On 23-24 April 2014, the Global Multistakeholder Meeting on the Future of Internet Governance (NETmundial 2014) will meet in Brazil to discuss a roadmap for the further evolution of the governance ecosystem. This submission deals with the place of the Internet Corporation for Assigned Names and Numbers (ICANN) in this ecosystem.
Whilst ICANN has indicated on several occasions that it solely focuses on the technical administration of the Domain Name System (DNS) and the coordination of the IP address space, it is simply impossible to ignore the broader public policy dimensions of its work. This includes, among other things, intellectual property, competition and taxation policy. In particular, ICANN defines and enforces intellectual property rules regarding rights in domain names, which inevitably has a highly significant impact on the ability of internet users to access information and therefore, the meaningful exercise of the right to freedom of expression.
Over the years, however, several concerns have been raised about ICANN’s legitimacy in taking policy decisions in certain areas due to its corporate governance arrangements, in particular:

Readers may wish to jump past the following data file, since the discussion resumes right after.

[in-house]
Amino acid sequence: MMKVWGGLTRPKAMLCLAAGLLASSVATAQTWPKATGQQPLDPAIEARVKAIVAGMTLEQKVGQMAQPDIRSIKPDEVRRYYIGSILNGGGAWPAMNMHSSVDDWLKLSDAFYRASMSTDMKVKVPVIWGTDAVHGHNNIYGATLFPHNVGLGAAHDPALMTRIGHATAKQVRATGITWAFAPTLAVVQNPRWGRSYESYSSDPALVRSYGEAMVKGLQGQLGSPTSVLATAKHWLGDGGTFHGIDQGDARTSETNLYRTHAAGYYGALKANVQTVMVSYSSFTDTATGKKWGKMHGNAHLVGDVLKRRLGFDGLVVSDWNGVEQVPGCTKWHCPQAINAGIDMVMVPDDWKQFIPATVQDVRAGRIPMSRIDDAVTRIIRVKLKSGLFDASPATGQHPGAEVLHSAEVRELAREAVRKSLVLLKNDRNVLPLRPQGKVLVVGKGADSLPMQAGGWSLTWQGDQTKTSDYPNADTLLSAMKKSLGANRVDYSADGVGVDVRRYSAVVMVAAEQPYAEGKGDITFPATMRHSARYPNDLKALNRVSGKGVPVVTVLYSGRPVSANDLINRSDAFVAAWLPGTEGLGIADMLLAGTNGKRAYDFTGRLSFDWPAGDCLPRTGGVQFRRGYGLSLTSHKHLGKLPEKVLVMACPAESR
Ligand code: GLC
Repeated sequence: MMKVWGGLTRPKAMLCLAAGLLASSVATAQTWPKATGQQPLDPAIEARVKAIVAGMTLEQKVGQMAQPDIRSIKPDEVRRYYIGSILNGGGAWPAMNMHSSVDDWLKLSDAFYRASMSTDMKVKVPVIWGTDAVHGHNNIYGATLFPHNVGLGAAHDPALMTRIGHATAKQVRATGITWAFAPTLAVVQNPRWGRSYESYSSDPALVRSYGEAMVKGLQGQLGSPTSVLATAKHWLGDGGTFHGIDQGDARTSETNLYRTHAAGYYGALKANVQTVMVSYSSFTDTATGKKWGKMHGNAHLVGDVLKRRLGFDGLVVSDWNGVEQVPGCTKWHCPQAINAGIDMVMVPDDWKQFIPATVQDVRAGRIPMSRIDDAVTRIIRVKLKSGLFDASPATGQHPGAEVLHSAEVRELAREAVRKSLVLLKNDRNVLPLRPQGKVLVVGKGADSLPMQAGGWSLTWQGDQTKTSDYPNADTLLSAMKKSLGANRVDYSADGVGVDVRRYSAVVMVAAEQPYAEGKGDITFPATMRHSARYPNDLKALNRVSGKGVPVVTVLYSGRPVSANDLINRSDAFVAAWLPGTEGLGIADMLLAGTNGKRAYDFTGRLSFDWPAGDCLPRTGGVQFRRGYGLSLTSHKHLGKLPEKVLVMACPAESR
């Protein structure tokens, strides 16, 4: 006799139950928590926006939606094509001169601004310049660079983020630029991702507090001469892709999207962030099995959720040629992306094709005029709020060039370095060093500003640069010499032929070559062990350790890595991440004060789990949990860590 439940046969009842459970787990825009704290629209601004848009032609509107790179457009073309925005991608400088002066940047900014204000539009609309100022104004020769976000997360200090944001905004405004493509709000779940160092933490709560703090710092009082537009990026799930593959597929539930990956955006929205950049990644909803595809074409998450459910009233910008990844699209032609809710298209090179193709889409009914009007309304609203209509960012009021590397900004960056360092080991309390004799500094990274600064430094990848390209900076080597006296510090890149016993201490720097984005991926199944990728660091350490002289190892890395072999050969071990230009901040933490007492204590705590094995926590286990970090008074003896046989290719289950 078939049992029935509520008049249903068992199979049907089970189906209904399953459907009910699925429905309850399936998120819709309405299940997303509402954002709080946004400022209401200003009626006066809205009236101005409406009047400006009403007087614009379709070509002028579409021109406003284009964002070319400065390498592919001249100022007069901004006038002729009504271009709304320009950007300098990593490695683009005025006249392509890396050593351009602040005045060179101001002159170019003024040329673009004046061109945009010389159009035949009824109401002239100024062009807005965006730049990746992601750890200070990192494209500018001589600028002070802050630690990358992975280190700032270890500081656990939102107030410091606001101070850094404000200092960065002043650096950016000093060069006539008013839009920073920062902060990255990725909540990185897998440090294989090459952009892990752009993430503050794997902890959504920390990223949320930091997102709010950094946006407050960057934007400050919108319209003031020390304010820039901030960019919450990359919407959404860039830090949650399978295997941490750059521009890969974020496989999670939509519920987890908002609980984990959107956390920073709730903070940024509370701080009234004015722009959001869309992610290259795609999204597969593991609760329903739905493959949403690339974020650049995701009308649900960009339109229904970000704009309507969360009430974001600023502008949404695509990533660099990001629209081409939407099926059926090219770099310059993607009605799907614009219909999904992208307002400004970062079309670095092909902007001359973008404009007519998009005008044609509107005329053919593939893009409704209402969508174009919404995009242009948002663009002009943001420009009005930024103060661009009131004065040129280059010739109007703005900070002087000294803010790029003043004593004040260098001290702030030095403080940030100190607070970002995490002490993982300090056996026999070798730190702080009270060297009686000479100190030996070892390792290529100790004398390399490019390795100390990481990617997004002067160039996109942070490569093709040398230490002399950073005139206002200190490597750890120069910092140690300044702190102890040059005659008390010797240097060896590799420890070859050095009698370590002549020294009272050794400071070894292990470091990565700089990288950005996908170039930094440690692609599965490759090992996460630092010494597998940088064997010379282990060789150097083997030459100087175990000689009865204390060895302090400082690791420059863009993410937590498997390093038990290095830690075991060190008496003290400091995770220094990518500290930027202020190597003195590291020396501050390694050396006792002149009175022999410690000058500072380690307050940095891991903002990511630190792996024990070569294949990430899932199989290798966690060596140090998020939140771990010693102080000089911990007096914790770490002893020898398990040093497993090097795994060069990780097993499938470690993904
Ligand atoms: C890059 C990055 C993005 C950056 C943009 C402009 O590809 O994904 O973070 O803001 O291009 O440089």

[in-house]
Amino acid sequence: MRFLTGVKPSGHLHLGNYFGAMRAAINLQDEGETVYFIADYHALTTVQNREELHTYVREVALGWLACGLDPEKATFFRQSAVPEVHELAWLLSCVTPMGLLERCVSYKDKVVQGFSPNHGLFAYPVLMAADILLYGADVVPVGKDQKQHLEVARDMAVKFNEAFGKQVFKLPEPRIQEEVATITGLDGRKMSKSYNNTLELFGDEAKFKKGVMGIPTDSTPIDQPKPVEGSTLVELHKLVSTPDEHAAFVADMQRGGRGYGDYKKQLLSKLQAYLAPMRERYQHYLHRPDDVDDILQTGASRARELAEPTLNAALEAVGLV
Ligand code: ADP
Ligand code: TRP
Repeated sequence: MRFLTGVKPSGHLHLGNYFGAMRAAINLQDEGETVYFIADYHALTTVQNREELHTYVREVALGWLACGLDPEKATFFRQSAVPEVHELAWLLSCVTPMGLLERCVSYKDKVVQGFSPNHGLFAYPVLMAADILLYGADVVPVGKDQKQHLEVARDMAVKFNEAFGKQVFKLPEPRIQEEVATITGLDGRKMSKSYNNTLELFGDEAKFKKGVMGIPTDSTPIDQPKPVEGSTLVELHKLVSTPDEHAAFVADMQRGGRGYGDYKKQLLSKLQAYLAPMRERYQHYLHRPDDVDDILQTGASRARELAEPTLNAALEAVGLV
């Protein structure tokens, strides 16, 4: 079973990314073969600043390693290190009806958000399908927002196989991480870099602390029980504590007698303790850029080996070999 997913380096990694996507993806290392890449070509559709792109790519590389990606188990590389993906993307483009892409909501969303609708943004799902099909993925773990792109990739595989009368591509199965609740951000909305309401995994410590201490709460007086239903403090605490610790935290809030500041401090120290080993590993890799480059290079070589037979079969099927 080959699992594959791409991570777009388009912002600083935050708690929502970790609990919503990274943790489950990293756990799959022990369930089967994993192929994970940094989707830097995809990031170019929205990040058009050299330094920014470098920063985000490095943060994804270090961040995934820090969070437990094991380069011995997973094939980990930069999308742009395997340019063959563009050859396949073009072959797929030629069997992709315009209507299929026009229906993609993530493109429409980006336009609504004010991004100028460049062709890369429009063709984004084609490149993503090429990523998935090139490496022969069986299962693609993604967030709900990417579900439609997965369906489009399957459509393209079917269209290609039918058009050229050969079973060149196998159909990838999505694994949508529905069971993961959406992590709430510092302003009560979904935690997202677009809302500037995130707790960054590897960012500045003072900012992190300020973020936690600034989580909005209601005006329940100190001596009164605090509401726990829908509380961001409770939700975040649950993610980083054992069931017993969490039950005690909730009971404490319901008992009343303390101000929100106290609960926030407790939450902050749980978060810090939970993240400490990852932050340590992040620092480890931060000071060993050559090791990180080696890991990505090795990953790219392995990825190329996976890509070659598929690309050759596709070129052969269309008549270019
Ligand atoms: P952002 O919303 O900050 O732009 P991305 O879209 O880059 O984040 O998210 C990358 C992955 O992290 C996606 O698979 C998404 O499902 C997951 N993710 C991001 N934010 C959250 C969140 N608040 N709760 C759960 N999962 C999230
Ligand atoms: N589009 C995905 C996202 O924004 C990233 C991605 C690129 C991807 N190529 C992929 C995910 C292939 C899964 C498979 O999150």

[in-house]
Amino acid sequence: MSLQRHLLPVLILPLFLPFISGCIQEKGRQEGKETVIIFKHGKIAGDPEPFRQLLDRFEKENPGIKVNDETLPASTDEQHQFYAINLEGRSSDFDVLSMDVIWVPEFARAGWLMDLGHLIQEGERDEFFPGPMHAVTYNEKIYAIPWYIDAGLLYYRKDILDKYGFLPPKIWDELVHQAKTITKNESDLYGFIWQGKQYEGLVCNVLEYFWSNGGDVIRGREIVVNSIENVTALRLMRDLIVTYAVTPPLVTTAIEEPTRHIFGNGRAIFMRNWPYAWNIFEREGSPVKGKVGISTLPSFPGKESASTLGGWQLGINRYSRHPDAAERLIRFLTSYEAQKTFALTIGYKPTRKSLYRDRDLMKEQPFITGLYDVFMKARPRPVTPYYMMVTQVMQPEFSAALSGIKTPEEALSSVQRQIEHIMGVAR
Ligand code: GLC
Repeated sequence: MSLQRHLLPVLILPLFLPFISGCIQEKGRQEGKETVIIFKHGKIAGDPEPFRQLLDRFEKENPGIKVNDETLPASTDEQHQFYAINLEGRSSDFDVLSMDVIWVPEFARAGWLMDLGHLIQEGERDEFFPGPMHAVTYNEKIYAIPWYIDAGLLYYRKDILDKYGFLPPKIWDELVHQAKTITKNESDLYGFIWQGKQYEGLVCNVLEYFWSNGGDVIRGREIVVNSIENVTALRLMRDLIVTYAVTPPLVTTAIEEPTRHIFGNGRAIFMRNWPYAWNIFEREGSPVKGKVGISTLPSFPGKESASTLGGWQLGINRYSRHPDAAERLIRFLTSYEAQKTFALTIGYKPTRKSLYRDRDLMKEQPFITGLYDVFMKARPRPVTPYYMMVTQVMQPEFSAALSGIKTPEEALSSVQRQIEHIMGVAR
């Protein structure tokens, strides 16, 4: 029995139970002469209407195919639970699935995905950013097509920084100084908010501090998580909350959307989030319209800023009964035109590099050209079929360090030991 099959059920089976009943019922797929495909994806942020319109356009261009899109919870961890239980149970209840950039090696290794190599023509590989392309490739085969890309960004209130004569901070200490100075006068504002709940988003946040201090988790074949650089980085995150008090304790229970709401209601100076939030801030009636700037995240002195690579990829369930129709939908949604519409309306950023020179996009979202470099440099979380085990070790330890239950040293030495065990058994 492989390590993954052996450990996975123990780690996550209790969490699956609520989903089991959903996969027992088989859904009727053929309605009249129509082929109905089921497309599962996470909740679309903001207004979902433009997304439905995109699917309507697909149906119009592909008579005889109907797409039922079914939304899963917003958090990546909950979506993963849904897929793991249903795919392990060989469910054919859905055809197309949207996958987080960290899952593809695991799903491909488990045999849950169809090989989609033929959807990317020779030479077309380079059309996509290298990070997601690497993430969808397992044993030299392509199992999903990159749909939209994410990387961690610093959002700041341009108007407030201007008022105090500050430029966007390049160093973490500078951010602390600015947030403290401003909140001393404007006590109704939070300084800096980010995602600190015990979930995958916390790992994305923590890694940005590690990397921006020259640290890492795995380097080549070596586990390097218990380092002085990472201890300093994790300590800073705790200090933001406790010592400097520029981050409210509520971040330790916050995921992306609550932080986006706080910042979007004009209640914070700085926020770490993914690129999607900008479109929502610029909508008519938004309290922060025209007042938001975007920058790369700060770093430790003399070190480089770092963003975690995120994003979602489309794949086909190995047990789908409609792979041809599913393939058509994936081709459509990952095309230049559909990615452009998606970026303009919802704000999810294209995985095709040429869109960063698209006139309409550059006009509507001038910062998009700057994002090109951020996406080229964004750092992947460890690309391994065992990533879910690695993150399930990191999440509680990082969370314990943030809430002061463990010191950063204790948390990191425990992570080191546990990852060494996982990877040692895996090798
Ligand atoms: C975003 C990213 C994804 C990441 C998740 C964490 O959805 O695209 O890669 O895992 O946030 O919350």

- The lack of independence from the US government as regards the IANA function;
- The lack of representation of developing countries within ICANN;
- The disproportionate influence of the Government Advisory Committee (GAC);
- The lack of accountability of the Board.
In this submission, ARTICLE 19 and the undersigned organisations offer some recommendations with a view to improving ICANN’s current governance structure and accountability, as well strengthening the protection of human rights within ICANN. We believe that reform of ICANN is inevitable if it is to fulfil its promise as a truly global multistakeholder organisation. In order to succeed, we believe that any reform of ICANN should be guided by the following principles:
- Multistakeholder, not multilateral